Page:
The effect of lung-protective permissive hypercapnia in intracerebral pressure in patients with subarachnoid haemorrhage and ARDS.
Pros and cons of permissive hypercapnia in patients with subarachnoid haemorrhage and ARDS.
Sasidhar adds that when determining how far a clinician will go in sustaining permissive hypercapnia
, the possibility for significant lung injury is often weighed against the harm that may or may not occur when attempting to maintain a "normal" carbon dioxide (CCb) level.
is the intentional reduction of mechanical ventilation for the avoidance of alveolar overdistension, i.
Low mortality associated with low volume pressure limited ventilation with permissive hypercapnia
in severe adult respiratory distress syndrome.
Hickling et al, in their non-comparative observational study, reported improved survival in patients with ARDS where lung-protective ventilation was used with permissive hypercapnia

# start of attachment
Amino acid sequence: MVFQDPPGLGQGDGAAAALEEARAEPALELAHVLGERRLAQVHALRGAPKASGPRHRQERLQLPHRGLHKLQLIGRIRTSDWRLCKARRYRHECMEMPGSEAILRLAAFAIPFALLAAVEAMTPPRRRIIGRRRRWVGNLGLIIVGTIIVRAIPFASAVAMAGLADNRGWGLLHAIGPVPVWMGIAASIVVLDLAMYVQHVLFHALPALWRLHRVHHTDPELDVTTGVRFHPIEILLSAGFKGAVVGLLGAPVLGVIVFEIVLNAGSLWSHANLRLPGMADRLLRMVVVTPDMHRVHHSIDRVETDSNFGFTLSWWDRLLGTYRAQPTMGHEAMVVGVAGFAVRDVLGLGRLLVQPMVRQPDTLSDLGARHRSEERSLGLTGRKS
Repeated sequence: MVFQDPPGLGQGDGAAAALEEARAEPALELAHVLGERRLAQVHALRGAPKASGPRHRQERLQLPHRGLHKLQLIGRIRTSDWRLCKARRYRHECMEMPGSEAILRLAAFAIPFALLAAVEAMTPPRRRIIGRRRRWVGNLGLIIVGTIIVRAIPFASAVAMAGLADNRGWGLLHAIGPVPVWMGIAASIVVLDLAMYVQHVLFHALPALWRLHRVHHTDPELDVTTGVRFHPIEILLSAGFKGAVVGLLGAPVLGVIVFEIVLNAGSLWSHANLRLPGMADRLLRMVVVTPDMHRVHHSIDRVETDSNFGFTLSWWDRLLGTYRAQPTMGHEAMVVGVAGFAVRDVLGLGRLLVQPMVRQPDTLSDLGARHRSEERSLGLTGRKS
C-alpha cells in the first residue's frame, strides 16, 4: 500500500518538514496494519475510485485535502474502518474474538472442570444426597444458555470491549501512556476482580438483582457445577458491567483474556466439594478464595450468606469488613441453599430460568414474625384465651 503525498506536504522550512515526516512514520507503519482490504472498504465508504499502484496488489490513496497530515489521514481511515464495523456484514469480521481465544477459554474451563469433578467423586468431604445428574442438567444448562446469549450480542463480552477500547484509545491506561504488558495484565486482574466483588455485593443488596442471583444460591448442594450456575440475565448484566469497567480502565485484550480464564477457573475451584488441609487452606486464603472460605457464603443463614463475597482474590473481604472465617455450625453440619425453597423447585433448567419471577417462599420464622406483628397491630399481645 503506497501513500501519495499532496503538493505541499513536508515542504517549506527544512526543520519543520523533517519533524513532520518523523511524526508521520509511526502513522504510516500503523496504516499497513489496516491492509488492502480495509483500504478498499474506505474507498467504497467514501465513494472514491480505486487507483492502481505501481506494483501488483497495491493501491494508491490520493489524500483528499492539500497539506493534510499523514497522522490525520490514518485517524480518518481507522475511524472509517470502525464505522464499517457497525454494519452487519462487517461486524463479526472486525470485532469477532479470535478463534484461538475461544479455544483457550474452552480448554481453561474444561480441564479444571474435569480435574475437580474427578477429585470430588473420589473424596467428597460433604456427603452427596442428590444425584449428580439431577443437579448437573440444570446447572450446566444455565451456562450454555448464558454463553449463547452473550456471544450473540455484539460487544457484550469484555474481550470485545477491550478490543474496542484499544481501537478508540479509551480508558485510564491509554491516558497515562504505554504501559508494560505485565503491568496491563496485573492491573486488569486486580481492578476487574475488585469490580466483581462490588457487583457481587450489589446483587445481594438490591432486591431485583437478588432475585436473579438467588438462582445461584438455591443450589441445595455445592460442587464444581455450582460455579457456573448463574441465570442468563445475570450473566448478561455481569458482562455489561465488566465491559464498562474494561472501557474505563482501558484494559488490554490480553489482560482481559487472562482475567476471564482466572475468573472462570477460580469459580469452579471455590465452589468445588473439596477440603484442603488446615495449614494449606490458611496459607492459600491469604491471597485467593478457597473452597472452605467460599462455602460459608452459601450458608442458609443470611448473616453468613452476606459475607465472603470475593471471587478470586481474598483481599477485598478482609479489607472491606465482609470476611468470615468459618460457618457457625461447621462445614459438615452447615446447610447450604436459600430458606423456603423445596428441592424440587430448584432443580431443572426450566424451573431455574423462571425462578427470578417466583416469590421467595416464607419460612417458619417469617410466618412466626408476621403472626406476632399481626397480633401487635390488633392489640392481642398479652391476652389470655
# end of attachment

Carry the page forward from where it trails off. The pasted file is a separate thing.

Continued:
Several of the key elements to patient management include: 1) During mechanical ventilation, target tidal volume at 6mL/Kg per ideal body weight or less, 2) maximize plateau pressure at 30 cm H20 or less to prevent volume induced lung injury, 3) allow for permissive hypercapnia
to achieve the pressure and volume targets, 5) set PEEP to avoid alveolar collapse since alveolar de-recruitment leads to high alveolar opening pressures and lung damage, 6) minimize the use of pulmonary artery catheters due to no evidence based benefit, 6) use bicarbonate therapy if pH is < 7.
Minute ventilation must be lowered, and allowing permissive hypercapnia
is not a useful option in the setting of metabolic acidosis.
ventilation (PHV) is another strategy used with ARDS.